MCP-1 is the prototype of the C-C chemokine subfamily, purified from different sources with chemoattractant and activator properties.1-3 MCP-1 is a potent proinflammatory protein, as effective as the complement component C5a in allergic diseases, induces high levels of histamine release from human basophils, and stimulates exocytosis.12 13 However, little is known about the factors that induced the migration, activation, and mediator release of basophils/mast cells at the site of inflammation.14 15 A rat in vivo model has been established to determine whether RANTES (which induces and activates eosinophils, mast cells, lymphocytes, macrophages) and MCP-1 can recruit and activate basophils to the site of inflammation. In this study, a single intradermal injection of RANTES or MCP-1 in the rat resulted in basophilic cell-rich inflammatory exudate within 4 hours. RANTES (human recombinant) resulted in a more potent chemoattractant compound than human recombinant MCP-1. We also determined the impact of these two cytokines on histidine decarboxylase (HDC) activation and mRNA levels, an important basophilic cell biochemical and functional marker responsible for the production of histamine from histidine.

MATERIALS AND METHODS

Animals and materials.Sprague-Dawley rats obtained from Tacomic (Germantown, NY), were kept in virus-free sections of a modern animal facility (Tufts University) and were allowed access to food and water ad libitum. Male rats 250 to 300 g in weight were anesthetized with Ketamine HCl (1 mL/1 lb body weight) 0.2-mL injection (USP Fort Dodge Lab Inc, Fort Dodge, IA) plus xylazine HCl (100 mg/mL) 0.05-mL injection (Fermenta Animal Health Co, Kansas City, MO). The injection was made in the lower right quadrant of the abdomen. After 5 minutes, the abdomens of the rats under anesthesia were shaved in four places and were injected with a 50-μL intradermal injection of chemokines (RANTES and MCP-1), PBS (negative control), and lipopolysaccharide (LPS) from Escherichia coli serotype 0111:B4 TCA extract (Sigma, St Louis, MO; catalogue or stock no. L-4130) or N-formylmethionine-leucyl-phenylalanine (FMLP, Sigma, positive control) in different concentrations. In another set of experiments, after the injections of the chemokines, PBS and the positive control, a 0.6-mL solution of Evan's blue dye (1% in saline) was injected into the tail vein of the rats attaining a blue color in the areas where the compounds were injected in the positive controls; in the injected areas of the negative controls there was no discoloration. As for other intravital dyes the intensity for Evan's blue dye accumulation at the site of inflammation is correlated to plasma exudation and cellular extravasation events. After 4 hours from the intradermic injections, the animals were killed by inhalation of CO2 and then decapitated. The areas colored with the dye (Sigma E2129) were measured, enucleated, and immerged in a fixative solution (5% formaldehyde, Polyscience Inc, Warrington, PA; plus 0.2 m PBS for at least 10-15 minutes before use). Slides were prepared with sections of the tissue and colored with Toluidine blue (0.1% in 1% sodium borate for 2 minutes) and analyzed under an optic microscope (× 10, × 20, or × 40, Nikon Diaphore THD microscope, Tokyo, Japan). The basophilic cells were counted in the optic field using a grating size 5 × 5 mm.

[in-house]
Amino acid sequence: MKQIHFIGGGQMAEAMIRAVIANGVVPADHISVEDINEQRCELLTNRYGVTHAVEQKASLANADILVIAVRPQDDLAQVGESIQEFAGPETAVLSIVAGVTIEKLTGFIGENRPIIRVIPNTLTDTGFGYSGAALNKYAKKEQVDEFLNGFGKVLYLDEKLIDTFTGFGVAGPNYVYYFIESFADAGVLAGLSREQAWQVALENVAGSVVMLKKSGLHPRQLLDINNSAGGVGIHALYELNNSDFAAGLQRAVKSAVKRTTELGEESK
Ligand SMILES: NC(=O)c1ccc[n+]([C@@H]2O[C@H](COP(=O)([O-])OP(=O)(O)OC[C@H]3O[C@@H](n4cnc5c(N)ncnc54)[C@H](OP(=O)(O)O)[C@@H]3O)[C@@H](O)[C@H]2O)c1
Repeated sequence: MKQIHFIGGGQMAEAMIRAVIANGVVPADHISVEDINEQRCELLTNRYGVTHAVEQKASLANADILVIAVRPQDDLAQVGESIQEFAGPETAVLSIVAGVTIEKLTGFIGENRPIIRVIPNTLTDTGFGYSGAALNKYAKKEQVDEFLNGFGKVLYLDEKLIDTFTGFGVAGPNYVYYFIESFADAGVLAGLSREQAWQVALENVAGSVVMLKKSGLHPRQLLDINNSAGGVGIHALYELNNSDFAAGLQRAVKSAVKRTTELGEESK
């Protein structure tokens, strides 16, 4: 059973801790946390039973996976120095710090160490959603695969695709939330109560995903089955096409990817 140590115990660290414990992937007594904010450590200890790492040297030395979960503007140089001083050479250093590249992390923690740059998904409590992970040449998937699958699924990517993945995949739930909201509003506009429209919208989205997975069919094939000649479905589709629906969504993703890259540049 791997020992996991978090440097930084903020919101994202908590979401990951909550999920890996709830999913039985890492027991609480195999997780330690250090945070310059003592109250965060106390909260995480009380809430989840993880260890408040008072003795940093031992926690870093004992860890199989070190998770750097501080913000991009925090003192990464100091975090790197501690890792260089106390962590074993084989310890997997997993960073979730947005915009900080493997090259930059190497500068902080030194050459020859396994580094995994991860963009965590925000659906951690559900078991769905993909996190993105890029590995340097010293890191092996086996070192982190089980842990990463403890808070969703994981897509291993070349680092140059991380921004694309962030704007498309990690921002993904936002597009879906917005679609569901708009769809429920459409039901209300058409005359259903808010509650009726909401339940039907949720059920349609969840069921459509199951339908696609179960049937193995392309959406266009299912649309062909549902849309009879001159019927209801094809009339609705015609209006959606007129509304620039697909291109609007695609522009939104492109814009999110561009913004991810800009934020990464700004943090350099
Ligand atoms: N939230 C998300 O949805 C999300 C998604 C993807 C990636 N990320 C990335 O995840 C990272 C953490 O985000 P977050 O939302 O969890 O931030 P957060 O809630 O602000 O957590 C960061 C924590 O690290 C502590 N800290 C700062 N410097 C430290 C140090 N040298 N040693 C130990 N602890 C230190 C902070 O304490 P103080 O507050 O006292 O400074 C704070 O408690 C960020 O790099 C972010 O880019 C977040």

Recombinant human monocyte chemotactic protein-1 (MCP-1) and RANTES were purchased from R&D systems, Minneapolis, MN. Preparation of RANTES and MCP-1 contained less than 1 endotoxin U/mg of protein, as determined by the Limulus amaebocyte lysate reaction.

Electromicroscopy studies.Other tissue samples of injected compounds were removed for electron microscopy analysis.12 16 The samples were enucleated and fixed for 1 hour at room temperature with 3% glutaraldehyde in 0.1 mol/L cacodylate-HCl buffer (pH 7.2). The tissues were then infiltrated with two 10-minute changes of 100% propylene oxide followed by overnight exposure to a 1:1 mixture of propylene oxide and DMP-30. The next day the skin tissues were embedded in Epon with DMP-30. Embedded tissues were placed in a 56°C oven to polymerize for 48 hours.